The original investment trust offering exposure to p2p and alternative credit assets is continuing its legacy portfolio wind-down.
The £720m P2P Global Investments fund might see a delay in upping its dividend back to the 15p level, according to Analysts at investment bank Liberum.
In February the investment trust saw a 0.31 per cent return in net asset value (NAV) terms as returns, it says, were impacted by poor performance from its legacy Zopa portfolio, the cost of leverage and adverse FX movements.
“The legacy Zopa portfolio continues to deliver poor performance with a year to date unlevered return of 1.7 per cent (gross yield less bad debts and servicing) and after deducting debt costs, generated a negative contribution to the NAV return,” Pollen Street Capital, the fund’s manager, said in an update to investors.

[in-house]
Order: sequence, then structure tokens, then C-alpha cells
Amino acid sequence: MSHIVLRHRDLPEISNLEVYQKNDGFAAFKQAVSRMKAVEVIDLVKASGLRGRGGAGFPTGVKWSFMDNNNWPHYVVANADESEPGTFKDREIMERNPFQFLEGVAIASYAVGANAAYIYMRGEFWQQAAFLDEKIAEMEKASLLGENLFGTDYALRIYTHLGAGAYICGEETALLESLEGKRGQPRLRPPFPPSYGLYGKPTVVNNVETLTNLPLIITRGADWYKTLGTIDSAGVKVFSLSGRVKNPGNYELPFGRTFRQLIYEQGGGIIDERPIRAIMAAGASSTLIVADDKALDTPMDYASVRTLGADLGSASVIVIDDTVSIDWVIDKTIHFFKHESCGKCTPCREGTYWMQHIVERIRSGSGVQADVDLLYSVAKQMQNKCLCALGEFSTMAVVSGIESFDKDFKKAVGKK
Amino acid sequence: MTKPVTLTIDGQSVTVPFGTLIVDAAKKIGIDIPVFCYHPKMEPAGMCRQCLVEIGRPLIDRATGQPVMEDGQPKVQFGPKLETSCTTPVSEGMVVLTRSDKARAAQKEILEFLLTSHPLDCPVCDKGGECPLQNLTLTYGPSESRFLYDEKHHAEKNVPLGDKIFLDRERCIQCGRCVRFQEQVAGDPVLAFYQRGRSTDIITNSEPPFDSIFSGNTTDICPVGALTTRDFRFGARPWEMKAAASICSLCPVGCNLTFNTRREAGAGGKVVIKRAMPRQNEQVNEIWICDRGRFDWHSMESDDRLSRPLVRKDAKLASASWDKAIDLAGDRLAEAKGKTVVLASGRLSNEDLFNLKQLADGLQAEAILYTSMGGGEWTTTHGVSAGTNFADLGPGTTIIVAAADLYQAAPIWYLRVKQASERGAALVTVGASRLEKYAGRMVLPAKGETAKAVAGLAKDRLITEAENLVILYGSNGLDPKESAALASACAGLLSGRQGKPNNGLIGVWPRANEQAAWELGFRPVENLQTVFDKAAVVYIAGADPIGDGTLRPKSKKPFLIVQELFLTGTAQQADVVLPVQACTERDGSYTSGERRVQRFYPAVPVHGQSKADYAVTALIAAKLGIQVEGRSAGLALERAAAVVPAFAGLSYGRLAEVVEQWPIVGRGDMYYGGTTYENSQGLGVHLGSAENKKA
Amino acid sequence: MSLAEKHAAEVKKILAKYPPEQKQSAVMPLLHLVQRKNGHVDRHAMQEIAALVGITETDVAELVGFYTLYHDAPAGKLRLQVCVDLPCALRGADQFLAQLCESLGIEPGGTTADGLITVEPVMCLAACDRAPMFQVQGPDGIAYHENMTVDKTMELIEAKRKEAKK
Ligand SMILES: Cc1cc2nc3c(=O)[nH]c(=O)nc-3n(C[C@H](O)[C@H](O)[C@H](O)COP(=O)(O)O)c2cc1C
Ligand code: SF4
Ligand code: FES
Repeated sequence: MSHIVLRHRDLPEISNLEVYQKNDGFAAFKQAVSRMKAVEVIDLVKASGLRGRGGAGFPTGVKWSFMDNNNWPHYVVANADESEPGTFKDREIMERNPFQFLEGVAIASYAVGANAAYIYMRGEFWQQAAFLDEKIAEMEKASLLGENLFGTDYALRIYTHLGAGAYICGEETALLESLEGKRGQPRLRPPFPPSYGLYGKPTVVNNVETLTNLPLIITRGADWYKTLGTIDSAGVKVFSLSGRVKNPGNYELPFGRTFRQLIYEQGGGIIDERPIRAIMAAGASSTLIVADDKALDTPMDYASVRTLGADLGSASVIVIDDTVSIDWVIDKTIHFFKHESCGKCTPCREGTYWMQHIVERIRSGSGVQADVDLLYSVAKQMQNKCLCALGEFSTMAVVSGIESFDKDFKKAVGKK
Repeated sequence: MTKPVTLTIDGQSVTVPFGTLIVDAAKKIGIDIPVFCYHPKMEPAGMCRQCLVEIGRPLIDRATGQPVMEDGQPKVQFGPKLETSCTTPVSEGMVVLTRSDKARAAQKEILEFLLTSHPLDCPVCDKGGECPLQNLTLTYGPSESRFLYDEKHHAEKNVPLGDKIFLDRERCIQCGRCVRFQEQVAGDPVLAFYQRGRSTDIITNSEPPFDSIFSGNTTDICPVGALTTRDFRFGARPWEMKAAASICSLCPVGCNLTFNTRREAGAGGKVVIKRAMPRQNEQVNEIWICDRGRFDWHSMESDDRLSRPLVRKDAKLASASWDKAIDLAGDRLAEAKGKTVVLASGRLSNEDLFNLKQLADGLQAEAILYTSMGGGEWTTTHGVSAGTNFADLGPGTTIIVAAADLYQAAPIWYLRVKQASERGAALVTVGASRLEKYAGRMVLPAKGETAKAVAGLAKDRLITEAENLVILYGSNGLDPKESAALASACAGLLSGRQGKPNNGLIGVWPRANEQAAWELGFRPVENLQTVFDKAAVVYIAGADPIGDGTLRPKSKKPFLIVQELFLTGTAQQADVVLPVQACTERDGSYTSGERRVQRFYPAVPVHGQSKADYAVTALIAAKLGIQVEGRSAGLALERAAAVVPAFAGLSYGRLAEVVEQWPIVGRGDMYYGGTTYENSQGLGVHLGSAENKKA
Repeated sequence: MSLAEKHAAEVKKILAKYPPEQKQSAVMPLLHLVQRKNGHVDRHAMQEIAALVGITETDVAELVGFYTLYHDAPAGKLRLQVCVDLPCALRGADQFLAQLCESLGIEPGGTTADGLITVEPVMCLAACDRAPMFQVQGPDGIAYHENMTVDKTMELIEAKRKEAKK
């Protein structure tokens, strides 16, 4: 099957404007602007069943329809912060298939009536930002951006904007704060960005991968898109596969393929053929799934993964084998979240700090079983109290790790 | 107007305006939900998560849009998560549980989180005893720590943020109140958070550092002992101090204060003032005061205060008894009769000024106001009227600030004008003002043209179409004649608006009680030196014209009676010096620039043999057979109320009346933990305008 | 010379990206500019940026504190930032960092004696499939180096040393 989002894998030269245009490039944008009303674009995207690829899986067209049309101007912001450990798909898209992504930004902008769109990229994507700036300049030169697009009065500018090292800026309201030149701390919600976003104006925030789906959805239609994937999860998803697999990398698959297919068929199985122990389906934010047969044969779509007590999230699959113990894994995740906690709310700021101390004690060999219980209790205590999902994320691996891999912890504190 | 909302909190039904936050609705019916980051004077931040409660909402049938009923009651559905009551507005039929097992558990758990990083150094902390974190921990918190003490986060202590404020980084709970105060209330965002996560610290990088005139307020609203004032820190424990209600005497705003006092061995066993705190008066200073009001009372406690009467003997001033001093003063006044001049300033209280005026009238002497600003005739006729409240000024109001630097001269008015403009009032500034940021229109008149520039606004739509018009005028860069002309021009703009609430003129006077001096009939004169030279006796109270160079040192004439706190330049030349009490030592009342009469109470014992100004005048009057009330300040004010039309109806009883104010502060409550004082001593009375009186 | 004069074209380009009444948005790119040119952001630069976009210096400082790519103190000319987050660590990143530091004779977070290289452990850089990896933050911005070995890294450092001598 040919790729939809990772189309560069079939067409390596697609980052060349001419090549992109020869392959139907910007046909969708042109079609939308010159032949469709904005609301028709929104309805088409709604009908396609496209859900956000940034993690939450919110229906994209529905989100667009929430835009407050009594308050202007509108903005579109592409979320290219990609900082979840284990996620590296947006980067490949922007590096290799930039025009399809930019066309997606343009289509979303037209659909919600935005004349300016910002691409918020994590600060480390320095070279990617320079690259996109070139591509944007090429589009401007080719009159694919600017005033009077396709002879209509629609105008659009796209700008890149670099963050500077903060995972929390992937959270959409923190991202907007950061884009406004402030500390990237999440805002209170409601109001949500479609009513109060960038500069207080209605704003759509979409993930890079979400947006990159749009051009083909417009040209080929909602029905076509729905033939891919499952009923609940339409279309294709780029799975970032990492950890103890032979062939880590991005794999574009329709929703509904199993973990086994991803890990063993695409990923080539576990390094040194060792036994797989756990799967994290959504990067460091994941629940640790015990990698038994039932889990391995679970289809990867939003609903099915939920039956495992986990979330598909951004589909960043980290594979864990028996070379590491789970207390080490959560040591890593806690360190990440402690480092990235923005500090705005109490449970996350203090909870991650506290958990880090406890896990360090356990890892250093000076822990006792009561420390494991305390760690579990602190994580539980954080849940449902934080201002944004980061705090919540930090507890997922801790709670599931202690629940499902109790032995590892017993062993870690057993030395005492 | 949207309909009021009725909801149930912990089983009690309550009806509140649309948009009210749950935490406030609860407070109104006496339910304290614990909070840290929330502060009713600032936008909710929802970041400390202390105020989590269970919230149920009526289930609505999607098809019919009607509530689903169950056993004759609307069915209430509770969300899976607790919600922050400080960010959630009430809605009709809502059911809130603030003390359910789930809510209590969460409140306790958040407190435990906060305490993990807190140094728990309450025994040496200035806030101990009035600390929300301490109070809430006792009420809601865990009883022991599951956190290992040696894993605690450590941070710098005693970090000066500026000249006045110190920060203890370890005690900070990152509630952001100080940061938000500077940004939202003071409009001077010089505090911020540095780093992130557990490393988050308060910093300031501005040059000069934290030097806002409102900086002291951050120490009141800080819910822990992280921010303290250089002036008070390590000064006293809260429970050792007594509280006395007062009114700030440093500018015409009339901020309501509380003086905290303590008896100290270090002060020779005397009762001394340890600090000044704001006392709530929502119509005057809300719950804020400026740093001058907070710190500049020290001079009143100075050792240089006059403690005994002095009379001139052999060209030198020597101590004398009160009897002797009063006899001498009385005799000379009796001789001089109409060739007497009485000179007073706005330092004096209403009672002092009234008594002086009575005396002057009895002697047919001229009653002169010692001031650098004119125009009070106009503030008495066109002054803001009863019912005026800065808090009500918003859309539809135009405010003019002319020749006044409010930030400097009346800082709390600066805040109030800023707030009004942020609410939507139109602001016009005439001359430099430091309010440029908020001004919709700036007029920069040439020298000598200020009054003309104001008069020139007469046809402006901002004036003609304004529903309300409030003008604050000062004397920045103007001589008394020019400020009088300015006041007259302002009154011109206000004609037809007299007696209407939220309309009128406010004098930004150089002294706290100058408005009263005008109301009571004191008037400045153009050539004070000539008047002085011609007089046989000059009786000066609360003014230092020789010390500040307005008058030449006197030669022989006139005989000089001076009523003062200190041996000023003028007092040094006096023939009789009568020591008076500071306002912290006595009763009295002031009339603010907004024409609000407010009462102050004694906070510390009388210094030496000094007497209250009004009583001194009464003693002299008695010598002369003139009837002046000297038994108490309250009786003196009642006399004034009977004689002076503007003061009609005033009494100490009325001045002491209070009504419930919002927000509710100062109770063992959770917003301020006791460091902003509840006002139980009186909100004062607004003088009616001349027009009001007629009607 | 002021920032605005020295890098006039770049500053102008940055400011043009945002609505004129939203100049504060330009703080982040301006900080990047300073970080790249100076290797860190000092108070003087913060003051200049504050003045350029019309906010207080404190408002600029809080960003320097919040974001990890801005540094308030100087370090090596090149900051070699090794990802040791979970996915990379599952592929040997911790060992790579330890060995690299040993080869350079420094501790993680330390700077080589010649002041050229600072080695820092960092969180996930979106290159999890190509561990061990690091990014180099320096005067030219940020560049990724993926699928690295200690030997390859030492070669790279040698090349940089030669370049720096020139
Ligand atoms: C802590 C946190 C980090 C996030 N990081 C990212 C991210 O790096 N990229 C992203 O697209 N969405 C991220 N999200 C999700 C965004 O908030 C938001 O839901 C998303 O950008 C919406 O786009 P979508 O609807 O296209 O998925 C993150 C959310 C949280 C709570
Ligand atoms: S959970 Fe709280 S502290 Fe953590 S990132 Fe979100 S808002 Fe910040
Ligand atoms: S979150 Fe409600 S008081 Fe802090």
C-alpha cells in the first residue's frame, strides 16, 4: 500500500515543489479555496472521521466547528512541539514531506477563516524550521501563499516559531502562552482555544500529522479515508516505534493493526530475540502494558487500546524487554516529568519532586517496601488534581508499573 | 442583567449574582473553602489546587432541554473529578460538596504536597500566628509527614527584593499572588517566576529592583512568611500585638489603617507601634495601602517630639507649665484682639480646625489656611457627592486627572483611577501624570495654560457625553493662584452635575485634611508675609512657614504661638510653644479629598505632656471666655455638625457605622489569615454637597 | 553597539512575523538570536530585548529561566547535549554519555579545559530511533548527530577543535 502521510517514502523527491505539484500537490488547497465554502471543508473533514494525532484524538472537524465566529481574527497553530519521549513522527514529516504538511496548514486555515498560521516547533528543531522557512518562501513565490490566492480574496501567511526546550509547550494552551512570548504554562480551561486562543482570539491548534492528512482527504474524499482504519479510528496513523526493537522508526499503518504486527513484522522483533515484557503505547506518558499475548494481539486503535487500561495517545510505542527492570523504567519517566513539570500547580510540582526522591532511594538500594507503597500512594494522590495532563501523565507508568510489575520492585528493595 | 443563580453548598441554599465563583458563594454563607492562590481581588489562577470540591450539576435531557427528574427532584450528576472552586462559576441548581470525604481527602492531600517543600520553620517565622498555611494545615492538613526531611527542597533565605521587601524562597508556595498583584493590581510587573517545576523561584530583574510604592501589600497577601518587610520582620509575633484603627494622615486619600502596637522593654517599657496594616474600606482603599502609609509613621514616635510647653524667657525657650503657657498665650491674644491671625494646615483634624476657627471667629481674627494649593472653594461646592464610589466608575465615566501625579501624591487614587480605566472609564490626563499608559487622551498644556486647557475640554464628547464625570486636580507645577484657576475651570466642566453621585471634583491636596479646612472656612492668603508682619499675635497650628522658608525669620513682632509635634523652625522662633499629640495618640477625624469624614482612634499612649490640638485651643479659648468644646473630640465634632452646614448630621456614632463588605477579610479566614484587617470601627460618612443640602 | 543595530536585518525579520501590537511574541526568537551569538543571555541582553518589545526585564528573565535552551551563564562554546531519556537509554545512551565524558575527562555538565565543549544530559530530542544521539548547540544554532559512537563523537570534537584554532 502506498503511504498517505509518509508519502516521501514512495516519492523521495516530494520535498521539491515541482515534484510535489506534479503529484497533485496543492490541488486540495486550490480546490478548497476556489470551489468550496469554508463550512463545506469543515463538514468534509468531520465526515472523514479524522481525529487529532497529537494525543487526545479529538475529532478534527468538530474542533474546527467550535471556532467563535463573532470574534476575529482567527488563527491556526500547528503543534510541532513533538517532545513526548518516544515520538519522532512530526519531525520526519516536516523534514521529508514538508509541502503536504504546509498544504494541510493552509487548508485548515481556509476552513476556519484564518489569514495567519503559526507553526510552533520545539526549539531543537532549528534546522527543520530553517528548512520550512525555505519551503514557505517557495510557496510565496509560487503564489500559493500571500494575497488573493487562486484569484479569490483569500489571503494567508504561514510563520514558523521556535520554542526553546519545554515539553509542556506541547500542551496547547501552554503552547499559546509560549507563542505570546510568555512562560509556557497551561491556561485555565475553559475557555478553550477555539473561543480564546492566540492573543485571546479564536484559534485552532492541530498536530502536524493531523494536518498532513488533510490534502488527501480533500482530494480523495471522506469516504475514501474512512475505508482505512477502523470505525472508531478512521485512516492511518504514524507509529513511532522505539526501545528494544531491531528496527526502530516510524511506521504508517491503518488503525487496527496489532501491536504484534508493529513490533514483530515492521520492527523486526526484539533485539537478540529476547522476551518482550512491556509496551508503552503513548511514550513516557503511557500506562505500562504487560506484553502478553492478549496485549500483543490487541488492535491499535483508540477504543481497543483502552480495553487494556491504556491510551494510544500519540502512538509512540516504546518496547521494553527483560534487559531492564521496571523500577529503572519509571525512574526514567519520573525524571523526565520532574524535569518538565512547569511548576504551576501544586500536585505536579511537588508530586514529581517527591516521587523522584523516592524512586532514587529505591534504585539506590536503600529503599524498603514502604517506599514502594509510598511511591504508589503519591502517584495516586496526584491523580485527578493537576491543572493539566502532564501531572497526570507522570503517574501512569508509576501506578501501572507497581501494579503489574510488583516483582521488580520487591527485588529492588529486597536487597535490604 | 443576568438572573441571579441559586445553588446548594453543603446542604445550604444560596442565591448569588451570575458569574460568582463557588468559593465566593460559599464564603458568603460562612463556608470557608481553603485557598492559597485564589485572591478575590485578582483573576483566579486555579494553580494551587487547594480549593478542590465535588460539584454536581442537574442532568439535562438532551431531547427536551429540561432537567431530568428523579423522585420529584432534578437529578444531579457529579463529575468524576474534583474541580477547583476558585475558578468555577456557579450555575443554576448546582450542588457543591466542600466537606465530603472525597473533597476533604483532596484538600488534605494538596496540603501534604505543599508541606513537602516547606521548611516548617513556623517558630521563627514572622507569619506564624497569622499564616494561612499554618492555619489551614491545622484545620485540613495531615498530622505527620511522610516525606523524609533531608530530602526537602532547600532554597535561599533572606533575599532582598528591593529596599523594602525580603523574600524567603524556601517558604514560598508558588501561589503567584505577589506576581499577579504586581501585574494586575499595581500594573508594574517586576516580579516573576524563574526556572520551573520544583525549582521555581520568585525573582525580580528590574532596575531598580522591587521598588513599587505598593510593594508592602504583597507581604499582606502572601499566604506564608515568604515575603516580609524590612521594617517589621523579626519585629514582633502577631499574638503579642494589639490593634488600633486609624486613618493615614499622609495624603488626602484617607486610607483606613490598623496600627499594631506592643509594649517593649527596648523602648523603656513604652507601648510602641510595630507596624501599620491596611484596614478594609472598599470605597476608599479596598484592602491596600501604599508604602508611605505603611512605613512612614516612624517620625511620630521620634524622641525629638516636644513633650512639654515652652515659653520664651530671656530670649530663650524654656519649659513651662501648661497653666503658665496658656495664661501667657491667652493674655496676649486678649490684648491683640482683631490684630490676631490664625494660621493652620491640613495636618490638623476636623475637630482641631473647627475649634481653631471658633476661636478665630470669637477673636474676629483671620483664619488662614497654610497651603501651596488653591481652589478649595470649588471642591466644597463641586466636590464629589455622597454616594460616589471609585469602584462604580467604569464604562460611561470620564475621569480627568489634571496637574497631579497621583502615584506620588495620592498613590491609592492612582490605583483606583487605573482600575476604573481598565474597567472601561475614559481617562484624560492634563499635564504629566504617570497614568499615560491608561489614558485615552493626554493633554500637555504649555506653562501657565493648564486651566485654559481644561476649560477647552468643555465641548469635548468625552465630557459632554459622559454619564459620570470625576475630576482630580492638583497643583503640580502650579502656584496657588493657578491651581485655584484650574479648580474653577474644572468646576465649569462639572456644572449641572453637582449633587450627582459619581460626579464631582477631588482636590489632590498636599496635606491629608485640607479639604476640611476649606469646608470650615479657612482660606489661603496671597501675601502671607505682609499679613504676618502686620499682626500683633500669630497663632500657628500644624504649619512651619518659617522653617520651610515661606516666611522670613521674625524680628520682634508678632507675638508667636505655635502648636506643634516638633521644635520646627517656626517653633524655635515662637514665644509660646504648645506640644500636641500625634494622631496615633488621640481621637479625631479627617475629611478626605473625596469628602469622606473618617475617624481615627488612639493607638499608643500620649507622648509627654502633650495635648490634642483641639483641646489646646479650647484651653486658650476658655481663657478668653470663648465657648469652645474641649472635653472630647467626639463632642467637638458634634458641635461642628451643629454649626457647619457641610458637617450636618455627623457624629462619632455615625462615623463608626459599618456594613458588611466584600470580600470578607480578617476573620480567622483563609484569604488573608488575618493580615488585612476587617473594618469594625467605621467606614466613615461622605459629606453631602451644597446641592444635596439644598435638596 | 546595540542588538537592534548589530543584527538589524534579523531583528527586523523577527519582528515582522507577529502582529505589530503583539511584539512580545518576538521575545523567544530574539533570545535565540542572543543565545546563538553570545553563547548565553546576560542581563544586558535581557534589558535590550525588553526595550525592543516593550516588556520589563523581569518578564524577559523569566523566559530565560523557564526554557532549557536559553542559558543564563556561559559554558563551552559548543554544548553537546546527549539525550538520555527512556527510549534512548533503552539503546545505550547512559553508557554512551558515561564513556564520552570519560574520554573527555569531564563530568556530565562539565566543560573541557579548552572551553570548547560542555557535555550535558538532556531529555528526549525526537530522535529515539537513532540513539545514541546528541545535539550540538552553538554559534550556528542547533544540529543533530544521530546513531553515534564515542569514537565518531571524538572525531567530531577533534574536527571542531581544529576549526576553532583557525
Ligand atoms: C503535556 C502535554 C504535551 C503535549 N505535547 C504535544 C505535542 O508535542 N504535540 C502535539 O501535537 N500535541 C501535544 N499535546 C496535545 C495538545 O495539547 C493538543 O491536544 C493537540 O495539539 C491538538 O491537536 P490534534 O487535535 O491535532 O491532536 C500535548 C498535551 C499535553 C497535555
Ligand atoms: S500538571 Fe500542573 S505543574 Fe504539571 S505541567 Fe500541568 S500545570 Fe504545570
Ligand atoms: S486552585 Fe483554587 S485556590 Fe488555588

“We continue to reduce the overall exposure, with the remaining NAV exposure to Zopa at the end of February 2019 being £46m, compared to £86.5m at the end of February 2018,” it added.
Analysts at investment bank Liberum say despite the headwinds, in February the NAV was boosted by 6 bps from share buybacks.
The UK-listed fund, which invests now in credit assets raised from non-bank and other specialist lending platforms launched in 2014. It has steadily been moving away from pure P2P exposure towards more niche lending. Its remaining NAV exposure to Zopa is £46m or 6.4 per cent of the portfolio.
Liberum’s analysts said they expect returns to improve as the weighting of the legacy portfolio reduces but that the lower than expected performance could delay a return to a 15p dividend.
“The volatile performance of the Zopa loans in 2019 and FX movements have contributed to a YTD NAV total return of 0.8 per cent. This is below the level required to fully cover a target quarterly dividend of 15p.”
“Our forecasts assume a dividend increase from 12p to 15p for Q1 2019 (7.3 per cent annualised dividend yield) but there is potential for this to be delayed by a quarter given returns to date in 2019. We believe the eventual dividend increase will act as a catalyst for a share re-rating.”